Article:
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Physiological Constraints and Their Genetic Manipulation

  • N. Thurling
Part of the Monographs on Theoretical and Applied Genetics book series (GENETICS, volume 19)

Abstract

Crop yield is the end product of a great many different processes operating within the plant for all or some part of the growing season. Its expression is controlled by a wide range of complex polygenic systems and is highly sensitive to environmental variation. Moreover, much of the variation in yield estimates from trials of cultivars conducted over different sites and seasons can often be attributed to genotype x environment interactions (Brennan and Byth 1979). Clearly, such interactions will greatly reduce the precision with which a breeder can identify high-yielding genotypes, especially in early segregating generations. Visual selection (McKenzie and Lambart 1961) and selection based on single-plant yields (Knott 1972) in early segregating generations of crosses in self-pollinating species have usually proved ineffective. Approaches to improving early generation selection for yield have centred on planting designs which reduce micro-environmental variation in the breeding block (Gardner 1961; Fasoulas 1973) or the use of alternative selection criteria (Bhatt 1988). The results of selection experiments involving special planting designs have been inconsistent, although some improvements have been proposed to improve their efficiency (Bos 1983). Alternative criteria of selection for yield must be simple to measure, significantly correlated with a plot yield and highly heritable. Most characters fulfilling these conditions would be morphological in type, but in certain cases are associated with physiological determinants of yield. The most widely used alternative criteria have been primary morphological components of seed yield such as the number of pods per plant, number of seeds per pod and weight per seed in the case of the oilseed brassicas. Although these characters would be appropriate in respect of the conditions listed above, they have often proved unreliable because of the existence of compensatory mechanisms resulting in reductions in one or more components in response to the selection for another specific component (Adams 1967). Various biometrical procedures have been proposed to overcome the problems associated with yield component compensation (Grafius and Thomas 1971), but their effectiveness in actual breeding programmes is yet to be properly evaluated. In certain instances, direct selection for one or other grain yield component has proved effective, as observed in the case of selection for seed weight in mustard (Gupta and Labana 1985).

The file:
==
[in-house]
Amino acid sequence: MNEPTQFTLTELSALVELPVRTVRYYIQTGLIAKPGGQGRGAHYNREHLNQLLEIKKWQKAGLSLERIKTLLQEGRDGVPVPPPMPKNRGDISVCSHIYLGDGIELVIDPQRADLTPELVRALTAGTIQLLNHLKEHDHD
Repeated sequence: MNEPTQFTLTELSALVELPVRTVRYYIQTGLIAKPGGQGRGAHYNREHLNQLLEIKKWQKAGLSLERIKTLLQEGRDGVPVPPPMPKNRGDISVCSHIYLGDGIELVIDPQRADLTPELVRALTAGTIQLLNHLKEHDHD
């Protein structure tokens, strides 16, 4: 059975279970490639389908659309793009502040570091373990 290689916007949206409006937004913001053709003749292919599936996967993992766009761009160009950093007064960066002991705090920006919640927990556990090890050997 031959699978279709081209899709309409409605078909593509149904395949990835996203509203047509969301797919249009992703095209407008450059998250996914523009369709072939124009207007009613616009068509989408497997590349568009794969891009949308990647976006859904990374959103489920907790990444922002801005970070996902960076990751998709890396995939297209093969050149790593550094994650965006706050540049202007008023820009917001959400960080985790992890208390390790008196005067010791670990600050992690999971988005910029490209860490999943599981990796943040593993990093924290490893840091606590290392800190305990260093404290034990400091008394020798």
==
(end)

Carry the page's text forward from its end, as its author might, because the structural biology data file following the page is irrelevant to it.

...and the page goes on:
Keywords

Seed Yield Brassica Napus Yield Component Oilseed Rape Harvest Index 
These keywords were added by machine and not by the authors. This process is experimental and the keywords may be updated as the learning algorithm improves.

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© Springer-Verlag Berlin Heidelberg 1993

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  • N. Thurling

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